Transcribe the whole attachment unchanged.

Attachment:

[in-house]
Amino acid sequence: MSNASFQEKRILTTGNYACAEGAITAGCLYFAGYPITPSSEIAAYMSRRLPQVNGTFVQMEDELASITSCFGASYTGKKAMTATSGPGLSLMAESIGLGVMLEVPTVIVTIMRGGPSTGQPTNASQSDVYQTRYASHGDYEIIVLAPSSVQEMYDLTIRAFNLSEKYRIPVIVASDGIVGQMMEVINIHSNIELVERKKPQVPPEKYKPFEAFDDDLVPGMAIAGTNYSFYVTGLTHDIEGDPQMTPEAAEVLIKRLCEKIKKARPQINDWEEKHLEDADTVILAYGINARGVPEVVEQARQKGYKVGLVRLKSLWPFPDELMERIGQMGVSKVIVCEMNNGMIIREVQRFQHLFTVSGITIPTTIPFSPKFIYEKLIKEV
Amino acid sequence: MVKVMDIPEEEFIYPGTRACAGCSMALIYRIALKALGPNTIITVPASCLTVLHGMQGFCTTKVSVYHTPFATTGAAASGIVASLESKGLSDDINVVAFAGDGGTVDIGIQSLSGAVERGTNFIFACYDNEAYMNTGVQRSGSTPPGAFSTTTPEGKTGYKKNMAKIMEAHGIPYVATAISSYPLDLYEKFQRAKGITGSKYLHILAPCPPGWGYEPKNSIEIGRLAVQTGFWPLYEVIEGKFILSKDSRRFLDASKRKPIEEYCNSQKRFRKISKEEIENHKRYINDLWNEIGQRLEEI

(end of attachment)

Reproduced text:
[in-house]
Amino acid sequence: MSNASFQEKRILTTGNYACAEGAITAGCLYFAGYPITPSSEIAAYMSRRLPQVNGTFVQMEDELASITSCFGASYTGKKAMTATSGPGLSLMAESIGLGVMLEVPTVIVTIMRGGPSTGQPTNASQSDVYQTRYASHGDYEIIVLAPSSVQEMYDLTIRAFNLSEKYRIPVIVASDGIVGQMMEVINIHSNIELVERKKPQVPPEKYKPFEAFDDDLVPGMAIAGTNYSFYVTGLTHDIEGDPQMTPEAAEVLIKRLCEKIKKARPQINDWEEKHLEDADTVILAYGINARGVPEVVEQARQKGYKVGLVRLKSLWPFPDELMERIGQMGVSKVIVCEMNNGMIIREVQRFQHLFTVSGITIPTTIPFSPKFIYEKLIKEV
Amino acid sequence: MVKVMDIPEEEFIYPGTRACAGCSMALIYRIALKALGPNTIITVPASCLTVLHGMQGFCTTKVSVYHTPFATTGAAASGIVASLESKGLSDDINVVAFAGDGGTVDIGIQSLSGAVERGTNFIFACYDNEAYMNTGVQRSGSTPPGAFSTTTPEGKTGYKKNMAKIMEAHGIPYVATAISSYPLDLYEKFQRAKGITGSKYLHILAPCPPGWGYEPKNSIEIGRLAVQTGFWPLYEVIEGKFILSKDSRRFLDASKRKPIEEYCNSQKRFRKISKEEIENHKRYINDLWNEIGQRLEEI